Reaction of the breakdown of hydrogen peroxide and its features

Properties of hydroperite aka perhydrol

[Deposit Photos]

Hy­dro­gen per­ox­ide is an un­sta­ble sub­stance. In pure form, it is un­sta­ble, and eas­i­ly breaks down, with the process of­ten be­ing ac­com­pa­nied by an ex­plo­sion. In wa­ter so­lu­tions, it is more sta­ble, but oxy­gen is con­stant­ly re­leased when the so­lu­tions are stored. This process ac­cel­er­ates from the ef­fect of light, cat­alyz­ers or from heat­ing. Cat­a­lysts can be com­pounds of iron, cop­per, man­ganese diox­ide, cobalt, cata­lase en­zymes and oth­er sub­stances

The chem­i­cal char­ac­ter­is­tics of hy­dro­gen per­ox­ide

Hy­dro­gen per­ox­ide is a trans­par­ent, col­or­less and slight­ly vis­cous liq­uid with­out taste or smell, which in large vol­umes has a bluish tinge. The sub­stance is also known as hy­droperite and per­hy­drol. It is 1.5 times heav­ier than wa­ter and can mix with it in any ra­tios. The molec­u­lar weight of hy­dro­gen per­ox­ide is 34.02, freez­ing point is 0.5 de­grees Cel­sius, and boil­ing point is 67 de­grees. The chem­i­cal for­mu­la is Н₂О₂.

Hy­dro­gen per­ox­ide is a non-com­bustible liq­uid that is fire- and ex­plo­sion-haz­ardous, and a strong ox­i­diz­er which en­ters into re­ac­tions with many sub­stances: hy­dro­gen per­ox­ide eas­i­ly breaks down into oxy­gen and wa­ter when ex­posed to light, and also when it comes into con­tact with re­duc­ing and ox­i­diz­ing sub­stances, in in­ter­ac­tion with an al­ka­line or on heat­ing. In ide­al con­di­tions, Н₂О₂ breaks down slow­ly, with a speed of 1% per month. The speed of break­down slows down in the cold, so the sub­stance can be stored for a long time in a frozen state - from mi­nus 0.5 de­grees Cel­sius. In na­ture, Н₂О₂ is en­coun­tered in in­signif­i­cant quan­ti­ties – for ex­am­ple, in snow or rain­wa­ter.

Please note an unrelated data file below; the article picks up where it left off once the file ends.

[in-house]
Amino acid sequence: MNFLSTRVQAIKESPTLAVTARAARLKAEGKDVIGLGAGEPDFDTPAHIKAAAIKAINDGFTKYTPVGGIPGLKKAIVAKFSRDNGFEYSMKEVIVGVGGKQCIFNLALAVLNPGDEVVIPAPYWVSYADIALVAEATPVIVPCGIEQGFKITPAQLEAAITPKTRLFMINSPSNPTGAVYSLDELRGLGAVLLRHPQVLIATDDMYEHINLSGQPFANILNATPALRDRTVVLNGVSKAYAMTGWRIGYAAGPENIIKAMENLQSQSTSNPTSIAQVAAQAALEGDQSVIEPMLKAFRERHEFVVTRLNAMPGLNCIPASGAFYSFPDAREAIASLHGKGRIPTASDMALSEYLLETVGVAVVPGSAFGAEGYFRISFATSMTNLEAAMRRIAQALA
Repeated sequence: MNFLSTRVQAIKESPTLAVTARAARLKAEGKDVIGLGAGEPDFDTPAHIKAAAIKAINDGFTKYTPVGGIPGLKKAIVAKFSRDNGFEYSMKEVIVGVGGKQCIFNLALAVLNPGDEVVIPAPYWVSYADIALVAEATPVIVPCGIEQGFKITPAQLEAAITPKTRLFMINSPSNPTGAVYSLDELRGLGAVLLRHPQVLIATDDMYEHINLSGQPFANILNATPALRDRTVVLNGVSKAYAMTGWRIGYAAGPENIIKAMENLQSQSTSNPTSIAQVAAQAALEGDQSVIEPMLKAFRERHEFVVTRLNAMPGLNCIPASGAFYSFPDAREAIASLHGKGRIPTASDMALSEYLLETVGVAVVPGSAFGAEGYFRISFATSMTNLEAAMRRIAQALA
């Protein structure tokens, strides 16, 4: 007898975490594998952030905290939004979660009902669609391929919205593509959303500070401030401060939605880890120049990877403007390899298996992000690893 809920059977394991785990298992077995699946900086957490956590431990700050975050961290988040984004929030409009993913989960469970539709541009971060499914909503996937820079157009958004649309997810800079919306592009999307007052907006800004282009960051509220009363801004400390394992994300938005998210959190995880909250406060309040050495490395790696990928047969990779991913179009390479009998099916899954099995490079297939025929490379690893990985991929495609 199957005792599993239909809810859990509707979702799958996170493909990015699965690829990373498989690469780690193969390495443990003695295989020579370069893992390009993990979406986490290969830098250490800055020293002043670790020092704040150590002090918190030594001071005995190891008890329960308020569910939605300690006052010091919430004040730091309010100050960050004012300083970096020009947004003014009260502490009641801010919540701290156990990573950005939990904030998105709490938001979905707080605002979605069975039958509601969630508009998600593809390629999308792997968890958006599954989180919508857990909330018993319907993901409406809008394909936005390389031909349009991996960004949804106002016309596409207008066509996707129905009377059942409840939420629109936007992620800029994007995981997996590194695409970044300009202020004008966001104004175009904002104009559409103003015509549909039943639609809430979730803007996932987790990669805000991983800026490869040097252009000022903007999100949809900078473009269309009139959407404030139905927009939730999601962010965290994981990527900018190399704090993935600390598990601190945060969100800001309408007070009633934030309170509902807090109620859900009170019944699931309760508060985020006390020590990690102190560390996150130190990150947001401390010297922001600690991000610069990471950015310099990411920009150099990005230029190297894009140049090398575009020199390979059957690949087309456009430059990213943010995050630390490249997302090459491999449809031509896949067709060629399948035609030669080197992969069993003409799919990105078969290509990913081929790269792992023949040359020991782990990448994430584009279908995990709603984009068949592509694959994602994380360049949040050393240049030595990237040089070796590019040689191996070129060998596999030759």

Molecular structure of hydrogen peroxide [Deposit Photos]

The break­down of hy­dro­gen per­ox­ide — the re­ac­tion in the lab­o­ra­to­ry

The cat­alyt­ic break­down of hy­dro­gen per­ox­ide in this ex­per­i­ment looks very ef­fec­tive. Take a con­ic flask with a ca­pac­i­ty of 300 ml, and pour 15 ml of dish­wash­ing liq­uid of any brand into it. In an­oth­er flask, dis­solve 4 grams of cop­per sul­fate with plen­ty of strong am­mo­ni­um so­lu­tion – add the so­lu­tion un­til the cop­per sul­fate dis­solves com­plete­ly. Blue cop­per am­mine forms in the re­ac­tion.

Pour the cop­per am­mine so­lu­tion into the flask with the dish­wash­ing liq­uid and mix thor­ough­ly. Then place the flask on a ta­ble and quick­ly add 70 ml of a 30-50% so­lu­tion of hy­dro­gen per­ox­ide. A large amount of gas is re­leased, and a foun­tain of foam spurts from the flask. The en­tire work space is cov­ered with large clumps of foam. As the re­ac­tion of break­down of hy­dro­gen per­ox­ide takes place with re­lease of heat, steam ris­es from the foam.


30-50% hy­dro­gen per­ox­ide can be re­placed with hy­dro­gen per­ox­ide so­lu­tion that is sold in phar­ma­cies. To make sure that the break­down of hy­dro­gen per­ox­ide takes place quick­ly, we rec­om­mend that you use a high con­cen­tra­tion of H₂O₂. On the oth­er hand, the cat­a­lyst of the break­down of H₂O₂ should be quite ac­tive — you can use cop­per am­mine or potas­si­um per­man­ganate. Some­times potas­si­um io­dide is used, but ex­per­i­ments with this sub­stance are not al­ways suc­cess­ful.